Simpson, Edward and Corbridge, Stuart (2006) 'The geography of things that may become memories: The 2001 earthquake in Kachchh-Gujarat and the politics of rehabilitation in the pre-memorial era.' Annals of the Association of American Geographers, 96 (3). pp. 566-585.
In this paper we focus on the rebuilding of Bhuj and its environs in the period from January 2001 to January 2005. We do so not from the perspective of urban planning or the geography of relief efforts, although both of these enter our narrative. Rather, we consider the ways in which the refashioning of landscapes in this part of Kachchh are being haunted by conflicting accounts of what it is to be Kachchhi, Gujarati or even Indian. In the first half of the paper we give a sense of the chaos that followed the earthquake, and the whirligig of emotions and memories that it set free. In doing so, we contribute to an emerging set of debates on memory and place-making. We argue for an account of memory work that is more fragmentary and less wrapped up with conventional memorial practices than is commonly found in the literature. Our focus here is on the period between the event and its public memorialization: between what might be called the signifier and the signified. During this time memorial practices grew out of numerous private and small-scale projects, and embraced artifacts such as photograph albums and the walls of a house, as well as funerary and calendrical rites and other low-key public dramas.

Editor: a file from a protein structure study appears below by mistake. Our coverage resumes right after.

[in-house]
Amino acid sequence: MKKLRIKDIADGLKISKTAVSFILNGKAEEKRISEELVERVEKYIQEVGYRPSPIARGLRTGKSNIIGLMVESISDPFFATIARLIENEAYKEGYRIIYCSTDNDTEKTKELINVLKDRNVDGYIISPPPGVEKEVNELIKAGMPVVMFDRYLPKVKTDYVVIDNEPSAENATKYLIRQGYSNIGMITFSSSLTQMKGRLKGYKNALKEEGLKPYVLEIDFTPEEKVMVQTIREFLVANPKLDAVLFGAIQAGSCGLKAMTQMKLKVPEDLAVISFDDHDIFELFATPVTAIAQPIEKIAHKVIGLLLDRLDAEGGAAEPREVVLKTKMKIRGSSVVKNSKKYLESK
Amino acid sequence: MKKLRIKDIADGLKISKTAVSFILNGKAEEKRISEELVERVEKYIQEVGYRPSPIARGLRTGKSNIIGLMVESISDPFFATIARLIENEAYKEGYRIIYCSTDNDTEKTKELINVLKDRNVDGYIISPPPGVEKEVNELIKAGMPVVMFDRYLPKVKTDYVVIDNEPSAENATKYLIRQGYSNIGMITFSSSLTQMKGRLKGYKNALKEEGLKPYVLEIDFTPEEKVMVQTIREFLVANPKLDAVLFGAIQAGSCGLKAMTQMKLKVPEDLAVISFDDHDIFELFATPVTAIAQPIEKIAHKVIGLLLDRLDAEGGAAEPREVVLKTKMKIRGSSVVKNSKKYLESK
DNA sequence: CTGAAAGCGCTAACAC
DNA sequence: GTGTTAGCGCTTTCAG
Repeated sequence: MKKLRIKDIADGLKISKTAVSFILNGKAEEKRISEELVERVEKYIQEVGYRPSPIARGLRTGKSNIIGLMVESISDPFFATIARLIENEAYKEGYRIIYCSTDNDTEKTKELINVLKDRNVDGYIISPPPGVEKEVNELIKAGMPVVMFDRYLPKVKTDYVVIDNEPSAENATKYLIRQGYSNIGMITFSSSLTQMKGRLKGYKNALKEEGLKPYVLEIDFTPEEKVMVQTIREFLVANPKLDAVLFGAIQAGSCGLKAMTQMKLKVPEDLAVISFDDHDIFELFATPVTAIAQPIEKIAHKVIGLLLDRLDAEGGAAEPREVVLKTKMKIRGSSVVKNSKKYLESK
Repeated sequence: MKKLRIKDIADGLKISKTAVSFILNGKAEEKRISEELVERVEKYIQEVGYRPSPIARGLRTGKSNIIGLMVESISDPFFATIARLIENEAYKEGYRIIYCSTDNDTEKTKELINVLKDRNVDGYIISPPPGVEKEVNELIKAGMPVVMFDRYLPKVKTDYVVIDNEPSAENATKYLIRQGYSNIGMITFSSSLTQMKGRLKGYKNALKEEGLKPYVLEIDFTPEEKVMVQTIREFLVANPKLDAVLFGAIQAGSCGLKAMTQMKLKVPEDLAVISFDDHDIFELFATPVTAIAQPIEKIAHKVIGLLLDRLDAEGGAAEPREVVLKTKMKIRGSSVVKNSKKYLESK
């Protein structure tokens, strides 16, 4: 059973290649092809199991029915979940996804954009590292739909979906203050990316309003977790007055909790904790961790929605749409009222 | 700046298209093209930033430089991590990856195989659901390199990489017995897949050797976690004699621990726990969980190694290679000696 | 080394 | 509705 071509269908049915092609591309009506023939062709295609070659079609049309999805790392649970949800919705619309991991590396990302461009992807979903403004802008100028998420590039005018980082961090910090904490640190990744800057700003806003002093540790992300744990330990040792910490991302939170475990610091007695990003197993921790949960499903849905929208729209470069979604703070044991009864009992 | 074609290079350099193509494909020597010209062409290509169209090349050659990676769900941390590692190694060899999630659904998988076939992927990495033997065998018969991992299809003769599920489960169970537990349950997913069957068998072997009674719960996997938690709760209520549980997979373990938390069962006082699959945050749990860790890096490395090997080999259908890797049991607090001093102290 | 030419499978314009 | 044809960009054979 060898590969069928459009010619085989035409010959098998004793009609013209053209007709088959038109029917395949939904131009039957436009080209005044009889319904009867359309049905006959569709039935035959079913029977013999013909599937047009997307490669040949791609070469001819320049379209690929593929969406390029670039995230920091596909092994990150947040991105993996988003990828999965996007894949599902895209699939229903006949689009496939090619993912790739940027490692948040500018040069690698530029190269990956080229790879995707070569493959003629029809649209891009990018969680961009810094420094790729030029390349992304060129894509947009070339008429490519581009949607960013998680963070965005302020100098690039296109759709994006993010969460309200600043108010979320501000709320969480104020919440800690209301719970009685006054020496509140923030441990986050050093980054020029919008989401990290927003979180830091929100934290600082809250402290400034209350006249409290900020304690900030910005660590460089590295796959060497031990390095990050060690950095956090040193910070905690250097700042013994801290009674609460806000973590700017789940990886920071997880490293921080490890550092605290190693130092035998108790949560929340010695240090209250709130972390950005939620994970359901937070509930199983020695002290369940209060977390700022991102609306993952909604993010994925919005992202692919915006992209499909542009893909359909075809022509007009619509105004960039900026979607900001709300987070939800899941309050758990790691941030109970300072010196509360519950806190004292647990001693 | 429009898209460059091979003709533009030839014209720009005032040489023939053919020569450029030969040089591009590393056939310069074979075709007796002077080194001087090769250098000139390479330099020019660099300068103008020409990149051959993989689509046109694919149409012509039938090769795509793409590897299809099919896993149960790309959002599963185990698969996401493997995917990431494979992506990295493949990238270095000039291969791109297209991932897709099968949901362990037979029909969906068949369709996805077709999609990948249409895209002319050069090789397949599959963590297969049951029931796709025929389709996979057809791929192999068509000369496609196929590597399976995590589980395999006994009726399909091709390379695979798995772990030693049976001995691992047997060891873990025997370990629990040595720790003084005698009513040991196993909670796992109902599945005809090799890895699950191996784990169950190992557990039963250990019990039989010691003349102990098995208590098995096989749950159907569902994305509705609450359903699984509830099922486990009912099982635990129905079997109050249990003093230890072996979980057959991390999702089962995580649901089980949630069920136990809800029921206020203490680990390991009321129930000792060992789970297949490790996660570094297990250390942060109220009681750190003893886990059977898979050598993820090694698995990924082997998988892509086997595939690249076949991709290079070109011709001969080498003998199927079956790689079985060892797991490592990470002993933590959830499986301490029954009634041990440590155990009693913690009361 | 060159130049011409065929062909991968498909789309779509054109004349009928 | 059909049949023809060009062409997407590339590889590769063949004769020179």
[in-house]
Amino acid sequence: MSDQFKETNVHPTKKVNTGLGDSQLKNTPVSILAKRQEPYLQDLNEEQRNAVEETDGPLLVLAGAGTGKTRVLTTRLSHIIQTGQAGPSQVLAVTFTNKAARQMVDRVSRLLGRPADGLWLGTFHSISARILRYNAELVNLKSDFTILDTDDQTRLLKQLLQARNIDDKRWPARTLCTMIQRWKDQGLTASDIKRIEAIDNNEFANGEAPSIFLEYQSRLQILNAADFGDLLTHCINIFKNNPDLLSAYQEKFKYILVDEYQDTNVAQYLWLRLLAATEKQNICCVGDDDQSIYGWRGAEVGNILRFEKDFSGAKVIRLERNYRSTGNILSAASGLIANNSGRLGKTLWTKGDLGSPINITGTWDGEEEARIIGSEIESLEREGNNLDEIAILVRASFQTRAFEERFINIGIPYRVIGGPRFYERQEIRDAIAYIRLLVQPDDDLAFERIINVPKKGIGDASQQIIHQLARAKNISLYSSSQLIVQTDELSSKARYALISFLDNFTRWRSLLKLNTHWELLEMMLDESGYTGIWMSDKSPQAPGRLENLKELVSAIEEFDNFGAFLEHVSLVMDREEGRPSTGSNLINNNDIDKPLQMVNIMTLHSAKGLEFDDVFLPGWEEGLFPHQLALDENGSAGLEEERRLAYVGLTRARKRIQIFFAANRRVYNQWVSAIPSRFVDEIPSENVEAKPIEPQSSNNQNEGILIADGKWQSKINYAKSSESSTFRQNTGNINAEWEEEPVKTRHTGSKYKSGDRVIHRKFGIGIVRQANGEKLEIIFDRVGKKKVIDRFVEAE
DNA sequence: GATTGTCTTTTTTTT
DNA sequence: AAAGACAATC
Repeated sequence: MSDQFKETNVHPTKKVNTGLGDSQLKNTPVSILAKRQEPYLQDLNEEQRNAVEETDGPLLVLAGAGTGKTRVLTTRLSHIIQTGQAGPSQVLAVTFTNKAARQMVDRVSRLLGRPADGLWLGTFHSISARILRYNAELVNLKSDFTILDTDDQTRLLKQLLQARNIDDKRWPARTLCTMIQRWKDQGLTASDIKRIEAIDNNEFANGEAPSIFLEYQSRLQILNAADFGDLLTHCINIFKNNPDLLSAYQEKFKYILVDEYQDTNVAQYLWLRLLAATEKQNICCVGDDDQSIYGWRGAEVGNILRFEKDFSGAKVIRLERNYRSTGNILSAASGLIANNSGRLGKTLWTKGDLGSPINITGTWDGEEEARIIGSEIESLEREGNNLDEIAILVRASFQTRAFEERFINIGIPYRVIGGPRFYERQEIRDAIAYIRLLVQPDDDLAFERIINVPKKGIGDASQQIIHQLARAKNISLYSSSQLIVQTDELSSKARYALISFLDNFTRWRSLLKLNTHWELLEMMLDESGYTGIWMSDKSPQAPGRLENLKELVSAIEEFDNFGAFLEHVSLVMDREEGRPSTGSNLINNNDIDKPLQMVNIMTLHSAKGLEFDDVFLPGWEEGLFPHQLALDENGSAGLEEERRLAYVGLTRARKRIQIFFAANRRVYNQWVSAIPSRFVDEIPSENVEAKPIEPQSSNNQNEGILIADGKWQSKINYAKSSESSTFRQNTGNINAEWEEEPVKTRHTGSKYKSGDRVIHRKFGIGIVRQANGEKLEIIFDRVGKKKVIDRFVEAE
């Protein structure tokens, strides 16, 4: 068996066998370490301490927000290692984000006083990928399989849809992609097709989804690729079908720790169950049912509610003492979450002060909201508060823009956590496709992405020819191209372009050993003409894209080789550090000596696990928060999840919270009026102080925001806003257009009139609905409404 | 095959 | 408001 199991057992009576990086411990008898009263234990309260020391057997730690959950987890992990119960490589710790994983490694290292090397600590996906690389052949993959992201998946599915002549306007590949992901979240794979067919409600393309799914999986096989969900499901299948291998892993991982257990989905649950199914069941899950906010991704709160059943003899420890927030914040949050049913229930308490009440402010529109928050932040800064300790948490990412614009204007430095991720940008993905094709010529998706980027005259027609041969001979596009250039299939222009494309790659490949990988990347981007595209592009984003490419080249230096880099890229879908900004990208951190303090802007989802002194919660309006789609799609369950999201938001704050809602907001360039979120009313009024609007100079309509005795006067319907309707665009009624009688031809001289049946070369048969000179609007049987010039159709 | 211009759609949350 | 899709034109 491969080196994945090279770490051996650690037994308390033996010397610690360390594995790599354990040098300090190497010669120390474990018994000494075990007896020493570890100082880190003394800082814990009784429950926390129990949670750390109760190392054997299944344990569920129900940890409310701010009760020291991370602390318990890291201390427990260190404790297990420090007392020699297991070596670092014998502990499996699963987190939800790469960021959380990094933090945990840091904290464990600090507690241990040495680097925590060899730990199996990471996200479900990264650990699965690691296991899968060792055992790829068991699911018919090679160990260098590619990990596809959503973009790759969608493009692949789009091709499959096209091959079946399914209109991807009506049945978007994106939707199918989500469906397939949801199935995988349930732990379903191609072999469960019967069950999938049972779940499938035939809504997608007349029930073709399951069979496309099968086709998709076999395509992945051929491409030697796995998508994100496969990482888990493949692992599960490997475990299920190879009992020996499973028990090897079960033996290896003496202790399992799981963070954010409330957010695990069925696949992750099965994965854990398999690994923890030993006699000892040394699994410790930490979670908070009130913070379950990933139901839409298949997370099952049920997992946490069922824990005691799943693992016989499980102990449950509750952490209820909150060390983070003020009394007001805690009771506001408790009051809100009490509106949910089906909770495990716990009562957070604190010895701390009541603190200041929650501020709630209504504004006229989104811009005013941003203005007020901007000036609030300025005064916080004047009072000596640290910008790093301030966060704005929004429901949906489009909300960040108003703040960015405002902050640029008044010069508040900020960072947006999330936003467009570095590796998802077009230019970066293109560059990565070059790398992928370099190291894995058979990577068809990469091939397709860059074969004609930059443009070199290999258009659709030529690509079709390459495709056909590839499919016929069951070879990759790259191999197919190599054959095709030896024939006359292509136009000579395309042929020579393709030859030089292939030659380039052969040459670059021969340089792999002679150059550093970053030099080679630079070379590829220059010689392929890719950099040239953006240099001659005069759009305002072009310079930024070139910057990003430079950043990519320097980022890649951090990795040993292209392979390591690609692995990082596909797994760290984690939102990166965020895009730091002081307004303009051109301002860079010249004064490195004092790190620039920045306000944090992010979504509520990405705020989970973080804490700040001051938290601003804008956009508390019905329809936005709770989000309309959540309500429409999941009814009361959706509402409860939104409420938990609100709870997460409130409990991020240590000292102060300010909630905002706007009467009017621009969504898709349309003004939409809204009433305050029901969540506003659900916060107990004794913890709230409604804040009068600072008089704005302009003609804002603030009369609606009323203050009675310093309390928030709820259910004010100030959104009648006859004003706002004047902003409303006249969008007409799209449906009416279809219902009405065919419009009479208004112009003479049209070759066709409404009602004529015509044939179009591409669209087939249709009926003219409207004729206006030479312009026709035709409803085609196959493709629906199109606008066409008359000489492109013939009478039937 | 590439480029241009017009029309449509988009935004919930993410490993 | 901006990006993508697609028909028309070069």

|SOAS Departments & Centres:||Faculty of Arts and Humanities > Department of Anthropology and Sociology|
|DOI (Digital Object Identifier):||10.1111/j.1467-8306.2006.00706.x|
|Depositing User:||Edward Simpson|
|Date Deposited:||18 Apr 2008 13:59|
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